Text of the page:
But if Barry Callebaut really has solved the problem of flavor, he adds, "Vulcano" could become a huge success. "In the warm emerging markets, particularly China, there is a growing middle class, which can afford to buy chocolate -- and wants to," Bürki says.
Barry Callebaut is not the first chocolate manufacturer to try to create a melt-proof chocolate. The first one was produced by Hershey's for the US Army during World War II. The army's product requirements were relatively simple: The chocolate must be as nutritious as possible, be able to withstand temperatures of up to 60 degrees Celsius and weigh four ounces (113 grams).
Hershey's production machines were designed to pour liquid chocolate into moulds. But because it was lacking a lot of the cocoa butter that goes into regular chocolate, the heat-resistant chocolate was too solid to be produced using the machines. As a result, Hershey's had to make every single bar by hand. The results were rock-hard, rectangular bars that could only be broken with considerable effort and strength.
In the following decades, Hershey's continually improved the chocolate's taste and consistency -- but none of the heat-proof chocolate bars ever made it into commercial production. And that includes the "Desert Bar" given to soldiers in Iraq.
Vriens is clearly convinced that Barry Callebaut will conquer the market with "Vulcano." As he sees it, the chocolate's crunchiness makes up for its lack of creaminess. Likewise, as soon as it reaches your tongue, it melts just like traditional chocolate. But it's not the warmth of your mouth that does this; it's your saliva.
Barry Callebaut first told its investors about "Vulcano" at a company presentation in March 2008. At the time, the product was still in the developmental stages. Since then, according to Vriens, all patents have been registered. Moreover, the first taste tests have been successfully conducted, and the product is now ready to be presented to industry clients.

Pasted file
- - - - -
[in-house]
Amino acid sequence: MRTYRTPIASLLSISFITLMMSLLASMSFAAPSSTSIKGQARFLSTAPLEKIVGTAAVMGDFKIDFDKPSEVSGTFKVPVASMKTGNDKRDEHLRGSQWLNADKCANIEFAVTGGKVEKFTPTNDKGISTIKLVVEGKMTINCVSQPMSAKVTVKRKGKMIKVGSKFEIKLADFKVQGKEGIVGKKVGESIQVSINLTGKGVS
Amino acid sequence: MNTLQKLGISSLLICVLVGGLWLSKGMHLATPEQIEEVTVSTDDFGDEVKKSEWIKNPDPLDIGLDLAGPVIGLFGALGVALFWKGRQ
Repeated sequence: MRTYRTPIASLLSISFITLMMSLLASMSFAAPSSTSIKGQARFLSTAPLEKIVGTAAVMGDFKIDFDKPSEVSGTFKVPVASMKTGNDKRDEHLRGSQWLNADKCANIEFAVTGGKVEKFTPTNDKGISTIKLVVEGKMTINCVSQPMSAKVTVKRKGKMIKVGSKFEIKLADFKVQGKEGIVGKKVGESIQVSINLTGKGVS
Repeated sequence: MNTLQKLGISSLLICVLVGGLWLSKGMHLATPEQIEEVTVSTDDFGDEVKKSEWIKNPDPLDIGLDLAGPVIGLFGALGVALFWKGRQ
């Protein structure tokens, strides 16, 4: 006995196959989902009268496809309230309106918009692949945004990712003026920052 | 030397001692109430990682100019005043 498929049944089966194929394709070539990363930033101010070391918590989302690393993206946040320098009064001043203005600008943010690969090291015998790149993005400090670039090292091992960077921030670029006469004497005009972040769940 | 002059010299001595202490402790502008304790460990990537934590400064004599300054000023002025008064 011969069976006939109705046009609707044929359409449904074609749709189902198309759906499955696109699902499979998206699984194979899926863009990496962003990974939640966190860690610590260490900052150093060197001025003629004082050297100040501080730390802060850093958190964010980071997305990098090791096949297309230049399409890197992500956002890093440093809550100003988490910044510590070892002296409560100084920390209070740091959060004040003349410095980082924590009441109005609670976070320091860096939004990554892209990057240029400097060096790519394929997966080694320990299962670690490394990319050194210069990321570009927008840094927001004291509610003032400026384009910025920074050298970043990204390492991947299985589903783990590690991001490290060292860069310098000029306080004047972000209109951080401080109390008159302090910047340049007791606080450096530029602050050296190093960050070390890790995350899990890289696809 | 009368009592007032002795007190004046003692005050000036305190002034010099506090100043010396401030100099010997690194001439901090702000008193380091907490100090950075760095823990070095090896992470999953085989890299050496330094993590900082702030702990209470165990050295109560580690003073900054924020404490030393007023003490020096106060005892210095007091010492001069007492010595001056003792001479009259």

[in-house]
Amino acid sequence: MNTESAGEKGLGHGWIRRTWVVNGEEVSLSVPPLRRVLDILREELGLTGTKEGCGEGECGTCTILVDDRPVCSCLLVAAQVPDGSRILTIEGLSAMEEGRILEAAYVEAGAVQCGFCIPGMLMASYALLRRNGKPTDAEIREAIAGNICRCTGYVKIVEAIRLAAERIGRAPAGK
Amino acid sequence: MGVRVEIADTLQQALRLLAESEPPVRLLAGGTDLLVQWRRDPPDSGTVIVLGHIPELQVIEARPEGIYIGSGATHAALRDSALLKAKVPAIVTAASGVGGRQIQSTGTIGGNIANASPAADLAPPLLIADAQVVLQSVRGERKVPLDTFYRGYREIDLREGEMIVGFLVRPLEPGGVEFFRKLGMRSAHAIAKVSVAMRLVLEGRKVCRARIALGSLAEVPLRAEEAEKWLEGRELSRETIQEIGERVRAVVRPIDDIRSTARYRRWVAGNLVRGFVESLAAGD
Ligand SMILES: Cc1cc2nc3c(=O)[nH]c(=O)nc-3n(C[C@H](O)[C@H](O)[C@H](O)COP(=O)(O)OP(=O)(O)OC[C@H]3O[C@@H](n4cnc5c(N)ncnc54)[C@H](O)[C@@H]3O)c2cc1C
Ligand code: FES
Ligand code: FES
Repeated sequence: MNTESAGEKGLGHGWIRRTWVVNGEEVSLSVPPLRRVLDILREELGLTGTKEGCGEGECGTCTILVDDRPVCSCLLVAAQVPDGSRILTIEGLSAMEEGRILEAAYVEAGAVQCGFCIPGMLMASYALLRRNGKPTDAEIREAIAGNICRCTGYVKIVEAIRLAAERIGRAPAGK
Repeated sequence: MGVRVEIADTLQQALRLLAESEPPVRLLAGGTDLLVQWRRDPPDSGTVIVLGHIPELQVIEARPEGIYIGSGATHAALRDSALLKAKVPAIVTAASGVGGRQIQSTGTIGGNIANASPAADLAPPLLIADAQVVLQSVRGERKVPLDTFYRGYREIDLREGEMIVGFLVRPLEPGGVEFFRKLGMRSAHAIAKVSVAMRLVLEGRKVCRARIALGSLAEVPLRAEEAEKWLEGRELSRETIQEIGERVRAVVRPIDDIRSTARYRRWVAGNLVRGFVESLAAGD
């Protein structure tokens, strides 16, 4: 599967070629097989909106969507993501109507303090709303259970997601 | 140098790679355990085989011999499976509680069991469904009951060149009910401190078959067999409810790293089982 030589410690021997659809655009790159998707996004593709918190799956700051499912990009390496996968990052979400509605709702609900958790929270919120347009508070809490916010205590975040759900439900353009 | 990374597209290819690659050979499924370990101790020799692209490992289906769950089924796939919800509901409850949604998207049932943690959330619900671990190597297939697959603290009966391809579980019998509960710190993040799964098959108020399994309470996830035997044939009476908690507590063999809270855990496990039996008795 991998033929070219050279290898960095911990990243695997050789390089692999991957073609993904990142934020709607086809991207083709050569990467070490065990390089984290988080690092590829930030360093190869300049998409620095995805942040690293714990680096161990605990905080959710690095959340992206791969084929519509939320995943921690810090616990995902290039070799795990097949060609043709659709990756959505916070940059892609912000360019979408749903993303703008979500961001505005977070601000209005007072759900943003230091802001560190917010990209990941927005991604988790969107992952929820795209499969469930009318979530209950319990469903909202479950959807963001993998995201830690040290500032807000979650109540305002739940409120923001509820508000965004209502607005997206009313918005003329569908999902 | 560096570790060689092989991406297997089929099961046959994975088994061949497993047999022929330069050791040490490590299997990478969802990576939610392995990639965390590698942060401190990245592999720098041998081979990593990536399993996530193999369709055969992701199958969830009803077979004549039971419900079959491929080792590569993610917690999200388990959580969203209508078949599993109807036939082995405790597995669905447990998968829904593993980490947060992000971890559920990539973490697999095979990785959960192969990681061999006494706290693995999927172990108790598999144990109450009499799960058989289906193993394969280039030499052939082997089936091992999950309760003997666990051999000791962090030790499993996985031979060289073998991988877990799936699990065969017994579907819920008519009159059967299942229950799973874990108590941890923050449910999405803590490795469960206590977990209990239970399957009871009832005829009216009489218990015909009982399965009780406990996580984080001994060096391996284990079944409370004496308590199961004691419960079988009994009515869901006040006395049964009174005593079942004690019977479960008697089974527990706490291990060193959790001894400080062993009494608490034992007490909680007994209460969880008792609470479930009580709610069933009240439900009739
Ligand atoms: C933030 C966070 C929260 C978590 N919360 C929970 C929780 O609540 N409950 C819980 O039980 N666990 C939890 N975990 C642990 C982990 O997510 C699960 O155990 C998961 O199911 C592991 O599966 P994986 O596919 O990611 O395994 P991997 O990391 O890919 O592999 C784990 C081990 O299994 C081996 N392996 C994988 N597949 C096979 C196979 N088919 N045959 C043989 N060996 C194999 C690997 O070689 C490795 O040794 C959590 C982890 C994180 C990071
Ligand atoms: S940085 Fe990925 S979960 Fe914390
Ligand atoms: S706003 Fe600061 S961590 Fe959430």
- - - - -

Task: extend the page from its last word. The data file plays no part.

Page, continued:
Still, "Vulcano" is only one of the products Barry Callebaut is resting its hopes on. The company wants to tackle the stagnant market for traditional chocolate with a whole range of speciality chocolates. These include cocoa powder that is completely water-soluble as well as a chocolate that preserves your teeth and one that improves your digestion. Vriens estimates that, in three to five years, such speciality products may ultimately come to make up a double-digit percentage of the company's production volume. But Vriens won't hazard a guess at how much "Vulcano" will increase the company's total volume.
Only a relatively small proportion -- about 20 percent -- of Barry Callebaut's production is for the company's own chocolate brands. The rest of the company's production is for other manufacturers, such as Nestlé, Hershey's and Cadbury Schweppes. As a result, the success of "Vulcano" will depend on how many and which industry clients Barry Callebaut can win over. In the end, they will decide in which form the chocolate comes to market and how intensively it will be marketed to consumers.
According to Vriens, all of the major industry clients have expressed interest in the product. He remains tight-lipped about the progress of current negotiations, but he will say that the product should be on the shelves in about two years.